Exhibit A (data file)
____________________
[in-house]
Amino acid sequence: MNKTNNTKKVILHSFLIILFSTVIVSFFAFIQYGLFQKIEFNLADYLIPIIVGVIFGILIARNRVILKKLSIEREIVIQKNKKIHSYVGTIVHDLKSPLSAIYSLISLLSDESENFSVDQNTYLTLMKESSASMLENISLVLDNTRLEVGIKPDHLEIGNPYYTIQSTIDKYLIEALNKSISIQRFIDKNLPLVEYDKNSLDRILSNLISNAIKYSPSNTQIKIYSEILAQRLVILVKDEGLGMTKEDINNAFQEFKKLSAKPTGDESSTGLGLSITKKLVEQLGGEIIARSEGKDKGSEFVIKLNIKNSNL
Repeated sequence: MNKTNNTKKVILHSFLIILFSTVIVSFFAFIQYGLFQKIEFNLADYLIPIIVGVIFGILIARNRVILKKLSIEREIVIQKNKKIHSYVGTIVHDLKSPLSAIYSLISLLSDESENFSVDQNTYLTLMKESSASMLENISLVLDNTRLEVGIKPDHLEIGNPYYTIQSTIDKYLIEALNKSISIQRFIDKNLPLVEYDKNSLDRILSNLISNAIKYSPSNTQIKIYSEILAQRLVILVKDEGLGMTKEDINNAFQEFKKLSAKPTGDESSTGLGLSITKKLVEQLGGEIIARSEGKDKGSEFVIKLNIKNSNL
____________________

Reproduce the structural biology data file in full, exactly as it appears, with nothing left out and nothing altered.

[in-house]
Amino acid sequence: MNKTNNTKKVILHSFLIILFSTVIVSFFAFIQYGLFQKIEFNLADYLIPIIVGVIFGILIARNRVILKKLSIEREIVIQKNKKIHSYVGTIVHDLKSPLSAIYSLISLLSDESENFSVDQNTYLTLMKESSASMLENISLVLDNTRLEVGIKPDHLEIGNPYYTIQSTIDKYLIEALNKSISIQRFIDKNLPLVEYDKNSLDRILSNLISNAIKYSPSNTQIKIYSEILAQRLVILVKDEGLGMTKEDINNAFQEFKKLSAKPTGDESSTGLGLSITKKLVEQLGGEIIARSEGKDKGSEFVIKLNIKNSNL
Repeated sequence: MNKTNNTKKVILHSFLIILFSTVIVSFFAFIQYGLFQKIEFNLADYLIPIIVGVIFGILIARNRVILKKLSIEREIVIQKNKKIHSYVGTIVHDLKSPLSAIYSLISLLSDESENFSVDQNTYLTLMKESSASMLENISLVLDNTRLEVGIKPDHLEIGNPYYTIQSTIDKYLIEALNKSISIQRFIDKNLPLVEYDKNSLDRILSNLISNAIKYSPSNTQIKIYSEILAQRLVILVKDEGLGMTKEDINNAFQEFKKLSAKPTGDESSTGLGLSITKKLVEQLGGEIIARSEGKDKGSEFVIKLNIKNSNL